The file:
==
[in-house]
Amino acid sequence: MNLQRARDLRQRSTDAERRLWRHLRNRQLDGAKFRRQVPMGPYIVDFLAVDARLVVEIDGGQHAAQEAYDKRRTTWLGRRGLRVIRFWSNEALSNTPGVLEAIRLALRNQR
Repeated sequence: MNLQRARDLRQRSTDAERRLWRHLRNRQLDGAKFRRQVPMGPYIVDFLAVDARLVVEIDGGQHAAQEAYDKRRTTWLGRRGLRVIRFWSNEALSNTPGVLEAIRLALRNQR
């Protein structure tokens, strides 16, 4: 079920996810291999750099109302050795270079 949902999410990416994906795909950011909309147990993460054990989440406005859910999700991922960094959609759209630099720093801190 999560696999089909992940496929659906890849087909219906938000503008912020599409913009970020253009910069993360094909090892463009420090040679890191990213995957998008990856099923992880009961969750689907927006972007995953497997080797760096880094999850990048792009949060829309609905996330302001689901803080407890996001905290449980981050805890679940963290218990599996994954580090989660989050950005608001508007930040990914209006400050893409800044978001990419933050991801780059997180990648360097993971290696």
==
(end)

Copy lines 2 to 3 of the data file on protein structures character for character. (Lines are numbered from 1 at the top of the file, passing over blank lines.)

Amino acid sequence: MNLQRARDLRQRSTDAERRLWRHLRNRQLDGAKFRRQVPMGPYIVDFLAVDARLVVEIDGGQHAAQEAYDKRRTTWLGRRGLRVIRFWSNEALSNTPGVLEAIRLALRNQR
Repeated sequence: MNLQRARDLRQRSTDAERRLWRHLRNRQLDGAKFRRQVPMGPYIVDFLAVDARLVVEIDGGQHAAQEAYDKRRTTWLGRRGLRVIRFWSNEALSNTPGVLEAIRLALRNQR